- The California Public Utilities Commission on Thursday voted unanimously to raise costs on Community Choice Aggregation (CCA) programs and direct access customers in a move aimed at avoiding cost shifts that may arise when consumers switch electricity providers.
- The changes to the Power Charge Indifference Adjustment (PCIA) will result in varying impacts depending on customer class, service provider, energy usage and more. In Pacific Gas & Electric's (PG&E) territory, CCA residential customers departing in 2018 would pay an additional 1.68% on their bills. In San Diego Gas & Electric's (SDG&E) territory, the increase would top 5%.
- Opinions on the decision varied by interest group. While CCAs say the higher bills could destroy the business case for aggregation, customers remaining with an investor-owned utility's (IOU) supply say all customers must contribute equitably to clean energy investments.
After more than a year spent collecting testimony, California regulators say they have made a decision that ensures customers of IOUs are not left holding the bag when community choice groups defect. But proponents of the movement, which aims to give customers more control over a greener energy supply, say the decision could spell doom for the growing trend.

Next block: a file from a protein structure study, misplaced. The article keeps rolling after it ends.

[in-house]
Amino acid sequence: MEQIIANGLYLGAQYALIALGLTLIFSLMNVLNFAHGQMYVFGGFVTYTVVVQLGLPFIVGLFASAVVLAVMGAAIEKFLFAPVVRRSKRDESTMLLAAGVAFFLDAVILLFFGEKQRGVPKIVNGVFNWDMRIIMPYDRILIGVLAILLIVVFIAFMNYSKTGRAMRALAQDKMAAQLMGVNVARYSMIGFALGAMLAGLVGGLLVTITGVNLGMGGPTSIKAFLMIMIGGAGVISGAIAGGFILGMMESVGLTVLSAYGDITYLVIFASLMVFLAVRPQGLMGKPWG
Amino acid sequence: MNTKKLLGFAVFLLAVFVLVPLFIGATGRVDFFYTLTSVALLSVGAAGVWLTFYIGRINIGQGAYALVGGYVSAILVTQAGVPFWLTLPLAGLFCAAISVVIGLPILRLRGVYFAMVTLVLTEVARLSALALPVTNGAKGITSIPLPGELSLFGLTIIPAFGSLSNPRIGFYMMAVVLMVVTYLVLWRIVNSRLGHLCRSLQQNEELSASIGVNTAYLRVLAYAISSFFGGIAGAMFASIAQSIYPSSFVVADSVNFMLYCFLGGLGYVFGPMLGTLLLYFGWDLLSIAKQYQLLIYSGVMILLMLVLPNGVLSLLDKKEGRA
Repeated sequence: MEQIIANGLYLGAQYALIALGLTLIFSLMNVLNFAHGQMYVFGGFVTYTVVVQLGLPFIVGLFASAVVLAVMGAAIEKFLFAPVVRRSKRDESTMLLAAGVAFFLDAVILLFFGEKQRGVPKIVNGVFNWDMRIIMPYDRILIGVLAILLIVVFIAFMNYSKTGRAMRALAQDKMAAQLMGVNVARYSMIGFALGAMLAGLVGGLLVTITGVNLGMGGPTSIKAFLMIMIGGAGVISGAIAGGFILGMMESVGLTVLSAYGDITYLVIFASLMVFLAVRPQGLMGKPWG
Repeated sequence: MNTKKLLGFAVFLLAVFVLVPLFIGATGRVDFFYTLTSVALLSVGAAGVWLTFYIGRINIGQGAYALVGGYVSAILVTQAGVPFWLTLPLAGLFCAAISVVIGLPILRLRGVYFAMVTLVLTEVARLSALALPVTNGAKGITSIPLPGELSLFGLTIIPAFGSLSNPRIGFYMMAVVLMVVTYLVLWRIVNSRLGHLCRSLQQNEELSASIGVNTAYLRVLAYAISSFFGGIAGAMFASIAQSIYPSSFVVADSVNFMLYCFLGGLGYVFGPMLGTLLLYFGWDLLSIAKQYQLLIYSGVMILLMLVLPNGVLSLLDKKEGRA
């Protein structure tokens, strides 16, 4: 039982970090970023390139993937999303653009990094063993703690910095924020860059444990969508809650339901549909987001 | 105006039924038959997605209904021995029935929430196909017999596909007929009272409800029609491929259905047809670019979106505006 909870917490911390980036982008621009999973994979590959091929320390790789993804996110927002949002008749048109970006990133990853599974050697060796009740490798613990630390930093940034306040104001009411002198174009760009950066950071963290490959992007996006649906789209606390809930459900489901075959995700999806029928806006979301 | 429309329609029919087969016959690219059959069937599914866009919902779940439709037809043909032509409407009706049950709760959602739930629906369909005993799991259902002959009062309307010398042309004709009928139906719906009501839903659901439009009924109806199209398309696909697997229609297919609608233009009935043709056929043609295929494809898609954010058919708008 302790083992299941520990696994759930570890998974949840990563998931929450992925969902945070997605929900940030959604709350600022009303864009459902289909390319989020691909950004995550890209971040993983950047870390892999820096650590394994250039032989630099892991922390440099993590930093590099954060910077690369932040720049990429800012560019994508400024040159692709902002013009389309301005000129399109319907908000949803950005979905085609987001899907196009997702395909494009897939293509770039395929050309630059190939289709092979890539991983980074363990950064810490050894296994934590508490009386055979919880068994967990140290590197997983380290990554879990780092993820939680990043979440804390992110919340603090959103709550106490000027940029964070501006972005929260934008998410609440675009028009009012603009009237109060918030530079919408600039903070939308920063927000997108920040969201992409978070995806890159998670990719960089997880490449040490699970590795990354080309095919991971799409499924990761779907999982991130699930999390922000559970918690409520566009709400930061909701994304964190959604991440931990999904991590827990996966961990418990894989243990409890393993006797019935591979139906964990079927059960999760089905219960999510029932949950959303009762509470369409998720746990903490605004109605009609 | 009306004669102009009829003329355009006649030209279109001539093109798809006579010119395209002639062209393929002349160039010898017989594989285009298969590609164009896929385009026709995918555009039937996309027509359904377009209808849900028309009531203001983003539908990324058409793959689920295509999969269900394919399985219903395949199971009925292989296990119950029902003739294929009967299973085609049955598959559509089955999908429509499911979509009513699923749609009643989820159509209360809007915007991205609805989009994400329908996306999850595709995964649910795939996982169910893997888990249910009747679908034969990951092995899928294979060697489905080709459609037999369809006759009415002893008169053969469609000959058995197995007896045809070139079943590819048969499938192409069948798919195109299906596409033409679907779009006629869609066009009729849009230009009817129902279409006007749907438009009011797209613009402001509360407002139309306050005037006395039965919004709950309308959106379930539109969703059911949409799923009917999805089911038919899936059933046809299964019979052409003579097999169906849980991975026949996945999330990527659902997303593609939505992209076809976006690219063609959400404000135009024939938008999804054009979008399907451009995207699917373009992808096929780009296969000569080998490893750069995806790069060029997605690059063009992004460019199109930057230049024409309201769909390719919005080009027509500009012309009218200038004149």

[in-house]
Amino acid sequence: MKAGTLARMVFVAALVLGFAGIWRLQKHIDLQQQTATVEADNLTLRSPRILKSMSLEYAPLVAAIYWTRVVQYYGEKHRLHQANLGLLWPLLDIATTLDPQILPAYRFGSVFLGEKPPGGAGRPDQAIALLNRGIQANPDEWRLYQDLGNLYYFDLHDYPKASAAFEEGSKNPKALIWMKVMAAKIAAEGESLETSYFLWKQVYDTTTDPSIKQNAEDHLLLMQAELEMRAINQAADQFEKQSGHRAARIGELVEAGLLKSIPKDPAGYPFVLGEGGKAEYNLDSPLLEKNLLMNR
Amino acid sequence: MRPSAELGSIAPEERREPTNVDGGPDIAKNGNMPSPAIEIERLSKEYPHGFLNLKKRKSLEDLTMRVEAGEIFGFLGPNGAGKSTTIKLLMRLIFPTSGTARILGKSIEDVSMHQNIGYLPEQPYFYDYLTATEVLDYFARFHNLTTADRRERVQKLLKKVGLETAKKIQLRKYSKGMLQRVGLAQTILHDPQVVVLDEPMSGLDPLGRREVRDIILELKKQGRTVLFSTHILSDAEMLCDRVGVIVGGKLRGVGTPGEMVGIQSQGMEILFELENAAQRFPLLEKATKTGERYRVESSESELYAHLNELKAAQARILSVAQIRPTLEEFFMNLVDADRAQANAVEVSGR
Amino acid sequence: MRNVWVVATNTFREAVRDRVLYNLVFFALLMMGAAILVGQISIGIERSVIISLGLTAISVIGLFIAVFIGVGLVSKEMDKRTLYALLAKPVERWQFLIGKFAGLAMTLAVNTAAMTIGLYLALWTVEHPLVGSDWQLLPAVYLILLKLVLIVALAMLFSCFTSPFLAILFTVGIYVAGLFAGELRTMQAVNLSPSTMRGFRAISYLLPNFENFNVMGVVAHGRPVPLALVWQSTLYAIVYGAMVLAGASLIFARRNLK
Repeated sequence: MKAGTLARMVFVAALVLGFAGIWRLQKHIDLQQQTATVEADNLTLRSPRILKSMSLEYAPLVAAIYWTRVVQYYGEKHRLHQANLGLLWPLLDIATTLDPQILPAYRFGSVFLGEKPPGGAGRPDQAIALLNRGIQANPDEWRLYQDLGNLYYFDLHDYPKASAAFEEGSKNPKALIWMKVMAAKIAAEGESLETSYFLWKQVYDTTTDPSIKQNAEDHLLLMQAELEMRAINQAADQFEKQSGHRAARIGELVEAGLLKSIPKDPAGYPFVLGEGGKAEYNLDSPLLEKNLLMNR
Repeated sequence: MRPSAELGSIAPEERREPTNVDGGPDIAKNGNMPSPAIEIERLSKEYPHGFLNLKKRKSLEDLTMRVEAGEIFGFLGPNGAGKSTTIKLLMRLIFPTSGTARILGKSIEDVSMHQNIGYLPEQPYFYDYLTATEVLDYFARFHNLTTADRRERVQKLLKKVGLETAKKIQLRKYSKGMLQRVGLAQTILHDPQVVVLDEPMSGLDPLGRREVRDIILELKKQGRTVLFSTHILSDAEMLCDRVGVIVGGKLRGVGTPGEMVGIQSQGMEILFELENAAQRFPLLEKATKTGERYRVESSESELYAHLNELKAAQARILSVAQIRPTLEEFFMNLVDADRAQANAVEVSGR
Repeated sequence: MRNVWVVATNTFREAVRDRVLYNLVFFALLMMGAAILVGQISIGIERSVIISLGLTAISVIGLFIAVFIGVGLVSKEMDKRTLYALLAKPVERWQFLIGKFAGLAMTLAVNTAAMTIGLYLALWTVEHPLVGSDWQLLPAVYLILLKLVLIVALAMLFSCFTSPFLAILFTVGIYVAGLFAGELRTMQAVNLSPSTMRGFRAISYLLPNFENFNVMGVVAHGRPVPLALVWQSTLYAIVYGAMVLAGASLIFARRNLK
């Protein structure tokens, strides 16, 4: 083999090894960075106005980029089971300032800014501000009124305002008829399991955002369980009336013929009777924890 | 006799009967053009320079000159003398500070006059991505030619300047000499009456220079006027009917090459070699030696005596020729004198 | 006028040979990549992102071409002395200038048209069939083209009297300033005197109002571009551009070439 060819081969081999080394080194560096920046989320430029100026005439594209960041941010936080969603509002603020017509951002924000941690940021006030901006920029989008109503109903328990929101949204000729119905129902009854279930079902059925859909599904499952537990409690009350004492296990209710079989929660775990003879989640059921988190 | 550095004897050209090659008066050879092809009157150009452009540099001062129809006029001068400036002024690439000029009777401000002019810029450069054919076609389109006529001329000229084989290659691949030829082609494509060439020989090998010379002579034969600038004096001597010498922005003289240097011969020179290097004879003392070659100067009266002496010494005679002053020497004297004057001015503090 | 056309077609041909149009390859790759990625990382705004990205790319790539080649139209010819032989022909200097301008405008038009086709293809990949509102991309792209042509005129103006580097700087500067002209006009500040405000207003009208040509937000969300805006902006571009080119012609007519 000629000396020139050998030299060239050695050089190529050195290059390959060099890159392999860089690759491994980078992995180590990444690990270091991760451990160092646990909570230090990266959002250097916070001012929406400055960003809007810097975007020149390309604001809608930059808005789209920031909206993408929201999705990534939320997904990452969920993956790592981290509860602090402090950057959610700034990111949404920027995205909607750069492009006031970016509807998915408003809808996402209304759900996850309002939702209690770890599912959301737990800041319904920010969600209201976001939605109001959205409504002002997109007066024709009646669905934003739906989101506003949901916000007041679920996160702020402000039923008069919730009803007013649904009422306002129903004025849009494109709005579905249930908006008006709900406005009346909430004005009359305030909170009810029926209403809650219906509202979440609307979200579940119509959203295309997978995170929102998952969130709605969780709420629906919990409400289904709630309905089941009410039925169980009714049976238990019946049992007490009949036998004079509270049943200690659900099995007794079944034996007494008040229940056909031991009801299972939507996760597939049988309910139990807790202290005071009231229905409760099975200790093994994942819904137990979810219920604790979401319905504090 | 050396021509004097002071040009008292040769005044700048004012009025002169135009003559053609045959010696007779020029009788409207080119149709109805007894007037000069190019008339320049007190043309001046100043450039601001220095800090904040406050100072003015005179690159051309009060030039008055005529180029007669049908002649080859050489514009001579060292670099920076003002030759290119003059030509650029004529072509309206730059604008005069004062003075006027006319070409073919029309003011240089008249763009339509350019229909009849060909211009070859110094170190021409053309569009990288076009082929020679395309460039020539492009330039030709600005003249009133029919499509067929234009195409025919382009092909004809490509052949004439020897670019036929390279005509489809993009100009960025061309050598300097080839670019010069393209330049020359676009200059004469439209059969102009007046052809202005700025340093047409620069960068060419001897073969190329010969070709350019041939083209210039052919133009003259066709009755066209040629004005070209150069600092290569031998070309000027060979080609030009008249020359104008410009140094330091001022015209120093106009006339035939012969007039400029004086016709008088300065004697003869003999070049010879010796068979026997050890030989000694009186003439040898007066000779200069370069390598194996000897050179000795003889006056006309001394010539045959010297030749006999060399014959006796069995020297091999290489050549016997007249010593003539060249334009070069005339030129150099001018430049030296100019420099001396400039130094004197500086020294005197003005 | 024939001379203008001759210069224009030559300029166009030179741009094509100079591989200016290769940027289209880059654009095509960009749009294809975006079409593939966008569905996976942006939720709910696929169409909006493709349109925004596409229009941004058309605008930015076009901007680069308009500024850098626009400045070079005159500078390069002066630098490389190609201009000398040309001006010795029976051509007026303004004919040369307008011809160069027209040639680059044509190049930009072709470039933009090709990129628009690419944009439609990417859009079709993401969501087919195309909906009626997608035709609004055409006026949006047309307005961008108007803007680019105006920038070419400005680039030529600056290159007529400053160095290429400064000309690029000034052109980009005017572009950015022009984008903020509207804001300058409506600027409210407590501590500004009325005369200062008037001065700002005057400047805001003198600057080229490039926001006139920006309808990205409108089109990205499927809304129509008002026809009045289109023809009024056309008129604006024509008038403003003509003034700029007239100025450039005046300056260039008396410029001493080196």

The decision could "shift past and future utility costs upon CCAs in an onerous, destructive manner," Local Power Inc. founder Paul Fenn told Bloomberg. His group works with California CCAs.
While bills for CCA defectors this year could be 1.68% higher in PG&E's territory, that is the low end of the impacts. For Southern California Edison, departing customers would see bills rise 2.5% and on SDG&E's system the increases would reach 5.24%, regulators said.
Regulators adopted a decision by Commissioner Carla Peterman that included legacy generation in the PCIA, and did not place limits on when that generation could be added.
"We are updating the PCIA formula now because everyone agrees it is broken," Peterman said in a statement. "I support the creation of alternative electric providers to expand customer choice, and our legal obligation is to make sure this happens without increased costs to customers who do not, or cannot, join a CCA."
The decision, she said, "ensures a more level playing field between customers."
Supporters of the decision agreed. Millions of electricity customers in California pay more than they should for clean energy investments due to customers departing the system, according to the California Hispanic Chambers of Commerce (CHCC). They called it an "important issue" for many senior, low-income, business and veteran customers, among other groups.
"The continued growth of CCAs can't be dependent upon sheltering their customers from the reality of costs by shifting those cost burdens to power customers of IOUs. This is not only unfair, but unsustainable," CHCC Senior Vice President Juan Novello said in a statement.